“There are three issues: First, do the embryos used for stem cell research and therapy have rights? They are clumps of a few dozen cells, biologically more primitive than a mosquito. They have no consciousness, are not aware that they exist, and never have been. Nature itself creates and destroys millions of these every year. No one objects. No one mourns. In most cases no one even knows. If my life is worth no more than the survival of one of these clumps, then it is terribly unfair that I can plead my case on the Op-Ed page and they can't. But I have no trouble feeling that the government should value my life more than the lives of these clumps. God may disagree. But the government reports to me and to other adult Americans, not to God.”

Next, he posited that any arguments against his recommended approach are shallow and meaningless because they are “abstract and poetic, concerned (only) with the nature of humanity and “stuff”:

“Second, is human cloning such a horrific concept that it crosses a line into the territory of Frankenstein and “Brave New World”? Well, they said the same thing 27 years ago about in vitro fertilization, and that is now uncontroversial. It has brought joy to millions. And it is politically unassailable, even though the in vitro process produces and destroys far more “surplus” embryos than will ever be needed for stem cell therapy. The arguments against therapeutic cloning (cloning for medical purposes) tend to be abstract and poetic, concerned with the nature of humanity and stuff. But on the subject of stem cells, I am not in the mood for poetry.”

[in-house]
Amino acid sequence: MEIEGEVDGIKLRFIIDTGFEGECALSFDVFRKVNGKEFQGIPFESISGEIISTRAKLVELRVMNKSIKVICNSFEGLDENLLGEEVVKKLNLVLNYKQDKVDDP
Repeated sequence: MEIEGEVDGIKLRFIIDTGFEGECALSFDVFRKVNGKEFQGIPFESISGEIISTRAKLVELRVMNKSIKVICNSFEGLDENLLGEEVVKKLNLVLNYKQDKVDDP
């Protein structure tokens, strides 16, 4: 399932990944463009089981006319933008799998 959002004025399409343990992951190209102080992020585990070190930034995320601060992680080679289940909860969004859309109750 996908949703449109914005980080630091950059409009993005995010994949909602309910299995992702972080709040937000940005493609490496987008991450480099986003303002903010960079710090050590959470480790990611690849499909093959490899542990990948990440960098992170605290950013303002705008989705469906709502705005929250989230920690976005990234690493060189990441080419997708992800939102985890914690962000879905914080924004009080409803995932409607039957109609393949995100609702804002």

Then, in grand fashion, he pleaded passionately that the arguments against human cloning on the basis of “the slippery slope” are driven by “professional ethicists” looking only for “problems,” not solutions:

“Third, there's the slippery slope. If we're willing to destroy microscopic embryos for their stem cells, why will we stop before harvesting body parts from advanced fetuses, or breeding babies for their organs? Once we allow human cloning for embryos, how can we be sure no one will bring a cloned embryo to term and produce an actual cloned human being?” ”The answer is that we can't. But slippery-slope arguments could have stopped every technological advance since the wheel. Scientists look for solutions. Although there are no guarantees, when you put more scientists onto a problem, you increase your chance of solving it. By contrast, professional ethicists tend to look for problems. When you put more ethicists onto a problem, you can end up with more problems. Cad that I am, for example, it never occurred to me to worry that cloning embryos for stem cells “exploits women as egg donors not for their benefit.”

This all came for me at a time when I was pondering what that scientist, whose name still escapes me, had to say on Friday about the American public’s opposition to what many in the science “industry” want to do. We’re just uninformed, she told NPR.